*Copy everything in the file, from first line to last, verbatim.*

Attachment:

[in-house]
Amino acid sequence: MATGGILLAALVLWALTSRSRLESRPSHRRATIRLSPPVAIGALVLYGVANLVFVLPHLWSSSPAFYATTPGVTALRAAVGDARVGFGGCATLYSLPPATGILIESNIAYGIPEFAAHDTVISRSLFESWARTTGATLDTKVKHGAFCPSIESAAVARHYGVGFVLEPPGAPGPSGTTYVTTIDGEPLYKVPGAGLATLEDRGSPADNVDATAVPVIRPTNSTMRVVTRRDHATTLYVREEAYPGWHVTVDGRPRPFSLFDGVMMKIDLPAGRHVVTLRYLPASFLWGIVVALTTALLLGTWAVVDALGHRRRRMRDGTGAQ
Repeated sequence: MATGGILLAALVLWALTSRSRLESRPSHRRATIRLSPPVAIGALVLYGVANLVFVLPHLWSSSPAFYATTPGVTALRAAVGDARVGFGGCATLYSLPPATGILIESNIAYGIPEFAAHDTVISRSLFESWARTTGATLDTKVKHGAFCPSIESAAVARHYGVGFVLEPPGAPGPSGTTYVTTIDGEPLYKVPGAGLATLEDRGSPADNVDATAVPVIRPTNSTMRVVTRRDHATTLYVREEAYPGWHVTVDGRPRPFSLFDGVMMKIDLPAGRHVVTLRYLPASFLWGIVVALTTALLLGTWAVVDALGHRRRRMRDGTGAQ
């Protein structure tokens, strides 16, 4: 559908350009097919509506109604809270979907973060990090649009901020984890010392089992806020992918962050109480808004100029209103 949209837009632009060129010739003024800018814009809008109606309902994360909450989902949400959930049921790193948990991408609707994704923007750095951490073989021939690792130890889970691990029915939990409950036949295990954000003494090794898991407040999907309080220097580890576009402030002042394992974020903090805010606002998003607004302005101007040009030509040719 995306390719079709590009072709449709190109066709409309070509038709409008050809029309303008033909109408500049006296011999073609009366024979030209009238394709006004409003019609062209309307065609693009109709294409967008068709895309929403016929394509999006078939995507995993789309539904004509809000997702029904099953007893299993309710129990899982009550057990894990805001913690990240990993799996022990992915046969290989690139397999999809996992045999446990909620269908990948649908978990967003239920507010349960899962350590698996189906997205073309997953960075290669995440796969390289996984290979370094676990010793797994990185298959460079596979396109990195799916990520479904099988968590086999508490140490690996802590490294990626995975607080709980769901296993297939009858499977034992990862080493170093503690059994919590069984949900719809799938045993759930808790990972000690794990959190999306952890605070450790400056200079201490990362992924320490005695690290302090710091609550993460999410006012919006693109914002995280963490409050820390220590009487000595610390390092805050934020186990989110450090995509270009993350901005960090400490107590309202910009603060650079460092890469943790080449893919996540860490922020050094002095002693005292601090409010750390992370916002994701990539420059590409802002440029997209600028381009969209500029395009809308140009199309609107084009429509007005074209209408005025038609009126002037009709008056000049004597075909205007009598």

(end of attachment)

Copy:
[in-house]
Amino acid sequence: MATGGILLAALVLWALTSRSRLESRPSHRRATIRLSPPVAIGALVLYGVANLVFVLPHLWSSSPAFYATTPGVTALRAAVGDARVGFGGCATLYSLPPATGILIESNIAYGIPEFAAHDTVISRSLFESWARTTGATLDTKVKHGAFCPSIESAAVARHYGVGFVLEPPGAPGPSGTTYVTTIDGEPLYKVPGAGLATLEDRGSPADNVDATAVPVIRPTNSTMRVVTRRDHATTLYVREEAYPGWHVTVDGRPRPFSLFDGVMMKIDLPAGRHVVTLRYLPASFLWGIVVALTTALLLGTWAVVDALGHRRRRMRDGTGAQ
Repeated sequence: MATGGILLAALVLWALTSRSRLESRPSHRRATIRLSPPVAIGALVLYGVANLVFVLPHLWSSSPAFYATTPGVTALRAAVGDARVGFGGCATLYSLPPATGILIESNIAYGIPEFAAHDTVISRSLFESWARTTGATLDTKVKHGAFCPSIESAAVARHYGVGFVLEPPGAPGPSGTTYVTTIDGEPLYKVPGAGLATLEDRGSPADNVDATAVPVIRPTNSTMRVVTRRDHATTLYVREEAYPGWHVTVDGRPRPFSLFDGVMMKIDLPAGRHVVTLRYLPASFLWGIVVALTTALLLGTWAVVDALGHRRRRMRDGTGAQ
């Protein structure tokens, strides 16, 4: 559908350009097919509506109604809270979907973060990090649009901020984890010392089992806020992918962050109480808004100029209103 949209837009632009060129010739003024800018814009809008109606309902994360909450989902949400959930049921790193948990991408609707994704923007750095951490073989021939690792130890889970691990029915939990409950036949295990954000003494090794898991407040999907309080220097580890576009402030002042394992974020903090805010606002998003607004302005101007040009030509040719 995306390719079709590009072709449709190109066709409309070509038709409008050809029309303008033909109408500049006296011999073609009366024979030209009238394709006004409003019609062209309307065609693009109709294409967008068709895309929403016929394509999006078939995507995993789309539904004509809000997702029904099953007893299993309710129990899982009550057990894990805001913690990240990993799996022990992915046969290989690139397999999809996992045999446990909620269908990948649908978990967003239920507010349960899962350590698996189906997205073309997953960075290669995440796969390289996984290979370094676990010793797994990185298959460079596979396109990195799916990520479904099988968590086999508490140490690996802590490294990626995975607080709980769901296993297939009858499977034992990862080493170093503690059994919590069984949900719809799938045993759930808790990972000690794990959190999306952890605070450790400056200079201490990362992924320490005695690290302090710091609550993460999410006012919006693109914002995280963490409050820390220590009487000595610390390092805050934020186990989110450090995509270009993350901005960090400490107590309202910009603060650079460092890469943790080449893919996540860490922020050094002095002693005292601090409010750390992370916002994701990539420059590409802002440029997209600028381009969209500029395009809308140009199309609107084009429509007005074209209408005025038609009126002037009709008056000049004597075909205007009598």